Foundations: listen, convene, and boost…


Prabhu Rajagopal

Prabhu Rajagopal

Prabhu Rajagopal

Here’s a personal thought I’d like to share which popped in me after Wednesday’s AGA session ‘A path to social justice: Reaching Europe’s invisible children’. This talk provided us with the example of two NGO’s, in Moldova and Bulgaria, which work on tackling the exclusion of ethnic minorities, and who have a partner for this cause in The Global Fund for Children.

To achieve any form of societal change, social activism plays a crucial part, and in its very own way: sounding the alarm bell to highlight certain issues, pointing out why the issue needs to be tackled, putting in very factual and concrete terms the
reasons why this is happening, and gathering the right partners in order to achieve your objective. As one of the NGO representatives at the talk pointed out, social activism can initially take the form of a so-called barricade approach, which means you decide to take up a fight. The following step, however, is of utmost importance, and needs to be well thought through. How to go beyond alarmbell ringing and awareness raising, and move towards engaging in dialogue?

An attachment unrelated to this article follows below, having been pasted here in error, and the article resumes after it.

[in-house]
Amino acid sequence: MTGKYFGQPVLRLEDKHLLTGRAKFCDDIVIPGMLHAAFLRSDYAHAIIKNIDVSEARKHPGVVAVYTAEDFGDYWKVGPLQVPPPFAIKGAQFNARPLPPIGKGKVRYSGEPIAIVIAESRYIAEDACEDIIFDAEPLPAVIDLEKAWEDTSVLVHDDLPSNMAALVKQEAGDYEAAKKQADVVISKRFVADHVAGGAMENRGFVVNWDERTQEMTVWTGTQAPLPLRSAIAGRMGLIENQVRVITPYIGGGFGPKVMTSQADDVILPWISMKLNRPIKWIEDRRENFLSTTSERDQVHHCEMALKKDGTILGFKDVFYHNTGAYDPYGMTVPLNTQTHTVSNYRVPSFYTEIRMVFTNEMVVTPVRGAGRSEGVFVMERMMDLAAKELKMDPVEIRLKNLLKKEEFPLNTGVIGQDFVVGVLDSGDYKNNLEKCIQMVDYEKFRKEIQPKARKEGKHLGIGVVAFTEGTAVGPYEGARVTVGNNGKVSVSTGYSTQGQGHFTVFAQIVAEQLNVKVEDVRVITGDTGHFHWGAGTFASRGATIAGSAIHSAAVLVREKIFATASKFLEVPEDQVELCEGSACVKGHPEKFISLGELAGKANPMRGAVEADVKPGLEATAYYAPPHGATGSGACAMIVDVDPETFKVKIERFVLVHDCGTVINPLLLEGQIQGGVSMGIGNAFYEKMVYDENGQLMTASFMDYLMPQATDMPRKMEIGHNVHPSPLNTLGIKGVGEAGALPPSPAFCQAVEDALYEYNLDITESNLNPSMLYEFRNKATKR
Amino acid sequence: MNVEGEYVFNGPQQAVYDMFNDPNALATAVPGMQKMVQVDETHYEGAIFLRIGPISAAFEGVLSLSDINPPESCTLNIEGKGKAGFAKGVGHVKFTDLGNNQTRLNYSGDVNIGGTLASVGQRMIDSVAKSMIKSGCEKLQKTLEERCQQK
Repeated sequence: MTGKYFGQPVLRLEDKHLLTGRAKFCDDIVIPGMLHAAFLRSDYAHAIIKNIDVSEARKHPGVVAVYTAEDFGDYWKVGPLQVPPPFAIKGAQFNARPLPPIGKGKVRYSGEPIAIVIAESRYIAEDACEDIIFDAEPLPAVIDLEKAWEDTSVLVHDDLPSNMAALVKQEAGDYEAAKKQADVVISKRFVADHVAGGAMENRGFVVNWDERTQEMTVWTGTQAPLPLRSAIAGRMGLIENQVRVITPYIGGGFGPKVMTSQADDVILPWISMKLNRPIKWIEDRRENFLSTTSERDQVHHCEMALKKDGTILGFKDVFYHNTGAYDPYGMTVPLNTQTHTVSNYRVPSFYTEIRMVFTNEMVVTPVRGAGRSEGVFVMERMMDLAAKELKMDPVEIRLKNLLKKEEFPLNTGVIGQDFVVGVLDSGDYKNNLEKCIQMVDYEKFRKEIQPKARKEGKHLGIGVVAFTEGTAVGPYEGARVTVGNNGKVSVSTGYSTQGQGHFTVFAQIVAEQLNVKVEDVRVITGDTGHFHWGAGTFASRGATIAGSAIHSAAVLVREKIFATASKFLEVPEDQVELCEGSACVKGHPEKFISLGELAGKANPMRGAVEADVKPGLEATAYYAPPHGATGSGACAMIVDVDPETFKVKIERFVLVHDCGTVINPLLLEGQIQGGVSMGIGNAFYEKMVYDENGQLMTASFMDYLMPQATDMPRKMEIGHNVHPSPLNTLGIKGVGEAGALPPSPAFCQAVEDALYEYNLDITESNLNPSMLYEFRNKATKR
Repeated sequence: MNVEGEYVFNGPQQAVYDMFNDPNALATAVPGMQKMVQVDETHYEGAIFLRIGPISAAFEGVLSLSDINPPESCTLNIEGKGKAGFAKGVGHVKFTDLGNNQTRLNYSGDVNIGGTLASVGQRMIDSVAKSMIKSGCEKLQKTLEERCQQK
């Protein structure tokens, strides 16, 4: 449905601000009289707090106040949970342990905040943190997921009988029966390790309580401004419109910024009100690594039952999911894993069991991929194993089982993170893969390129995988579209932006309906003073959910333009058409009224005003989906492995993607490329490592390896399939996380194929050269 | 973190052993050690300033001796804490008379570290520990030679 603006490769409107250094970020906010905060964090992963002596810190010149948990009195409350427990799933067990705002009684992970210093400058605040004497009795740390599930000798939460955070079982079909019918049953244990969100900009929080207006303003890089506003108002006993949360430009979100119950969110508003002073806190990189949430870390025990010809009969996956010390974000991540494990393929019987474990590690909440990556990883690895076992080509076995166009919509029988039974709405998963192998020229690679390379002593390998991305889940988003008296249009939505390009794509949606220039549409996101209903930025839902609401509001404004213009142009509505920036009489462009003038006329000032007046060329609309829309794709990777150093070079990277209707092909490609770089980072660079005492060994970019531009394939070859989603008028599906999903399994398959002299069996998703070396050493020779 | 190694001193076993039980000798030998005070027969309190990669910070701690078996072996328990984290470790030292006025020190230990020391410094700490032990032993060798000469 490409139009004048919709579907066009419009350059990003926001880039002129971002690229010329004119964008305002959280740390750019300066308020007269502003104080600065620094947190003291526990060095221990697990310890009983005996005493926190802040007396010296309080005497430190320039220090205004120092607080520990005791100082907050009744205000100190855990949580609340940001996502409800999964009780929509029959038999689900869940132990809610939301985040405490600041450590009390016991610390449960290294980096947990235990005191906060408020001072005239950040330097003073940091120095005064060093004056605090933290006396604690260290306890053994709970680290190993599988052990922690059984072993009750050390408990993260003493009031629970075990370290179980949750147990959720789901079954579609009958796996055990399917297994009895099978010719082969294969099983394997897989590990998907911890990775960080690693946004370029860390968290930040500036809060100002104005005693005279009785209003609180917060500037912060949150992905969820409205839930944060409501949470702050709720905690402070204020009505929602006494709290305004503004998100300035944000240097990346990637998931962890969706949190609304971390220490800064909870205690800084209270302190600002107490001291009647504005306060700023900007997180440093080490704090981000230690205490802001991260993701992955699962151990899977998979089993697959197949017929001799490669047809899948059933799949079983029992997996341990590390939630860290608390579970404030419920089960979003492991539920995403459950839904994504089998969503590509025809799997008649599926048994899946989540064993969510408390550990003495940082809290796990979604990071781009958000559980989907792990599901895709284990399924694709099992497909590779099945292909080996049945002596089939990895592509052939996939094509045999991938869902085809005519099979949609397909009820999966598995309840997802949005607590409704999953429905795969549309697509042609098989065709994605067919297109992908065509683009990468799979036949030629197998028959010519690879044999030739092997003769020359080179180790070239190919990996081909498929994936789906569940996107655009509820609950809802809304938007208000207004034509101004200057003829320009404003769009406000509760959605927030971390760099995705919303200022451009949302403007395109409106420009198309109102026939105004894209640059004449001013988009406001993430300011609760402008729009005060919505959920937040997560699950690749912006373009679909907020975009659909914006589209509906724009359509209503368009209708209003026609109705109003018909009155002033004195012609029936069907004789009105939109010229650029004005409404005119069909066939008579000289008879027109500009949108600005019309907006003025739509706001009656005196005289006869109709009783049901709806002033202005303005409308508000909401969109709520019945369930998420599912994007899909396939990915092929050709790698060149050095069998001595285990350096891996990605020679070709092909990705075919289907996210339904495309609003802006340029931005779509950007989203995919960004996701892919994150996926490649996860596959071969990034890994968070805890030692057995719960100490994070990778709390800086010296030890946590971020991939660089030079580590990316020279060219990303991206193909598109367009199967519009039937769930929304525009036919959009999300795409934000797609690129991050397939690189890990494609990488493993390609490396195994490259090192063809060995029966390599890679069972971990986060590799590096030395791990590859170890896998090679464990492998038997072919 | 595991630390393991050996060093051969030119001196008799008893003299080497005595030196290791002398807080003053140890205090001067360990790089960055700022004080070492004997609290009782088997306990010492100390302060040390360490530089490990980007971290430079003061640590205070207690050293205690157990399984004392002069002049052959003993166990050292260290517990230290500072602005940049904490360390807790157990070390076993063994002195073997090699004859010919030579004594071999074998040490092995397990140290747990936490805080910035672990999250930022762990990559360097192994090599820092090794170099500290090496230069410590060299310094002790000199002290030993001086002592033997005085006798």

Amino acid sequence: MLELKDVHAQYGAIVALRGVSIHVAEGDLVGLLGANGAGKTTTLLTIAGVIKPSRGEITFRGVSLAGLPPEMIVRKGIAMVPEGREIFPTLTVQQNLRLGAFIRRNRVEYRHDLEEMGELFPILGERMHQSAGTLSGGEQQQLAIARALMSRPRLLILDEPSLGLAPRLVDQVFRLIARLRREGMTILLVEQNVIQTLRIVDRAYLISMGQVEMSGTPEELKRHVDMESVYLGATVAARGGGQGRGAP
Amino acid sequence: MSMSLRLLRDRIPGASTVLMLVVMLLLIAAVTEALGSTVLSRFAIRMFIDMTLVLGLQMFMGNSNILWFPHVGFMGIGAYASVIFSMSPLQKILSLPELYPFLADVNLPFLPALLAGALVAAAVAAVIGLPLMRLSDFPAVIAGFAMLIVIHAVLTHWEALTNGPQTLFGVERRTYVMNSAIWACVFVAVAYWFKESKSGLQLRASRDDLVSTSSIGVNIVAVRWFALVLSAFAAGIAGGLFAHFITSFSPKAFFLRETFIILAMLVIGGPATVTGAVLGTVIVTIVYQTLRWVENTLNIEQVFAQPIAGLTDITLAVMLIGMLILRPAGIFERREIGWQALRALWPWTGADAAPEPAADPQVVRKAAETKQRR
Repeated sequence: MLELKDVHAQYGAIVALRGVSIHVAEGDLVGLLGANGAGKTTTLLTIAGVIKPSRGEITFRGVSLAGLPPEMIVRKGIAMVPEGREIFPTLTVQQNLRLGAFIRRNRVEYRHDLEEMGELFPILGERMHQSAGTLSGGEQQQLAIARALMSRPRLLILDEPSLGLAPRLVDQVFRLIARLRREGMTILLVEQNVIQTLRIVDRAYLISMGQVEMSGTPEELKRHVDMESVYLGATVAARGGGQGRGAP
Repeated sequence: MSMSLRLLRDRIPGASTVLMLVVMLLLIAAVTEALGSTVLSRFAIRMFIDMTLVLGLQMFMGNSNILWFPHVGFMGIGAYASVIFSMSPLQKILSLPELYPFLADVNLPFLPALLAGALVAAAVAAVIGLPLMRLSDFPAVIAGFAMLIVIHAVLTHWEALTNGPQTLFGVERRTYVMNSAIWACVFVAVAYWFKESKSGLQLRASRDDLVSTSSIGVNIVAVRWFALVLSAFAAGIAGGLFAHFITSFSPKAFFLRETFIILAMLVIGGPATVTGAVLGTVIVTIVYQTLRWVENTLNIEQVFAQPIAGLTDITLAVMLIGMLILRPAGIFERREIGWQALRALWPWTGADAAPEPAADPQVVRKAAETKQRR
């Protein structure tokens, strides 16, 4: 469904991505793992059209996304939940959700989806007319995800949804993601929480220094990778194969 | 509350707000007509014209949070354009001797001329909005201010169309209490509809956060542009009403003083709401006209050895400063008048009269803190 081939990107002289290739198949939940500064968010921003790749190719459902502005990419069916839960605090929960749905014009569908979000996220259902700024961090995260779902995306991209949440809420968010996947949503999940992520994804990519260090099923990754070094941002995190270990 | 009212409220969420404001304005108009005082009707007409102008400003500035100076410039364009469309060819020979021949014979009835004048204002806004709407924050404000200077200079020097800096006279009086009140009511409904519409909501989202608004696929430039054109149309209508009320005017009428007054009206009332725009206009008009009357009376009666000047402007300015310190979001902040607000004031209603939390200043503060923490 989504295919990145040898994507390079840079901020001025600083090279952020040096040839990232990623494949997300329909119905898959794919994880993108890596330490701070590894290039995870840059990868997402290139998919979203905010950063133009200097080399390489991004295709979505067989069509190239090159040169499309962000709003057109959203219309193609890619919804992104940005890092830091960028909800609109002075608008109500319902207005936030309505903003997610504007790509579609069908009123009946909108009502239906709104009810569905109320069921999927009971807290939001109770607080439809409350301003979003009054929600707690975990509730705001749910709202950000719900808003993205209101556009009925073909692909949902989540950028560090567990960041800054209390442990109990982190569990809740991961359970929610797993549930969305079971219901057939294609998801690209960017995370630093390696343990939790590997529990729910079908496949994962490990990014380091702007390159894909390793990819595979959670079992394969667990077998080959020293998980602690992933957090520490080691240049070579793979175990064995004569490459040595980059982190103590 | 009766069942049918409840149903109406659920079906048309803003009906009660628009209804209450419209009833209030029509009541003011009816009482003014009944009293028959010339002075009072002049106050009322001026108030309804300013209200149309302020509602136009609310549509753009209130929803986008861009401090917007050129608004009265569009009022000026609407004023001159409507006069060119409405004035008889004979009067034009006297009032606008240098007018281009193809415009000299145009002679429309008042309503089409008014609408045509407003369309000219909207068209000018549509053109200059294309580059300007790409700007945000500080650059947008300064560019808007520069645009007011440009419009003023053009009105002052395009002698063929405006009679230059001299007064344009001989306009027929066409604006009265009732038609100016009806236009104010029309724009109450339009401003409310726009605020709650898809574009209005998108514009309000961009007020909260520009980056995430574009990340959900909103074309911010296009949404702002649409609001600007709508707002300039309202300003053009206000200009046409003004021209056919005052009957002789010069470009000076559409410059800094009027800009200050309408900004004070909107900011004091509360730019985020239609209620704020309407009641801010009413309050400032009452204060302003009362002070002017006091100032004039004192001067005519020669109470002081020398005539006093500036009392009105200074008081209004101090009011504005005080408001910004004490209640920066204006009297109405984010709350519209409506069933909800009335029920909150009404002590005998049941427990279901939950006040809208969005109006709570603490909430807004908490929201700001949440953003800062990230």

I believe foundations here can be extremely good listeners, as they not only have
the quality to bring the various concerned actors around the table, but they are
able to translate very different, divergent, convergent voices into a single shared
message. Might sound overly positive, but sometimes the most effective measures with
the greatest impact are pretty simple…

Prabhu Rajagopal is a project collaborator at King Baudouin Foundation

Tagged in: EFC Conference invisible children

Comments (1)

Filiz Bikmen

 While expecting to learn more about what makes these children invisible, and how to make them more visible, this session ended up providing important insights from organizations working with Roma youth and children.Main factors preventing participation were identified as poverty, unemployment and discrimination. Donors were encouraged to support more creative efforts and approaches,  support institutional development and take time to better understand the context of communities. One of the speakers encouraged donors to visit NGOs before making grants, as projects on paper are not exactly as they appear in person. I could not agree more. At the Sabanci Foundation, we have met every one of the 54 projects we have funded to date before we funded them. While it does take time and resources, it is also a great opportunity to learn and expand horizons as well as get a better sense of what organizations aim to do- especially given that many newer organizations do not have the strongest proposal writing skills.

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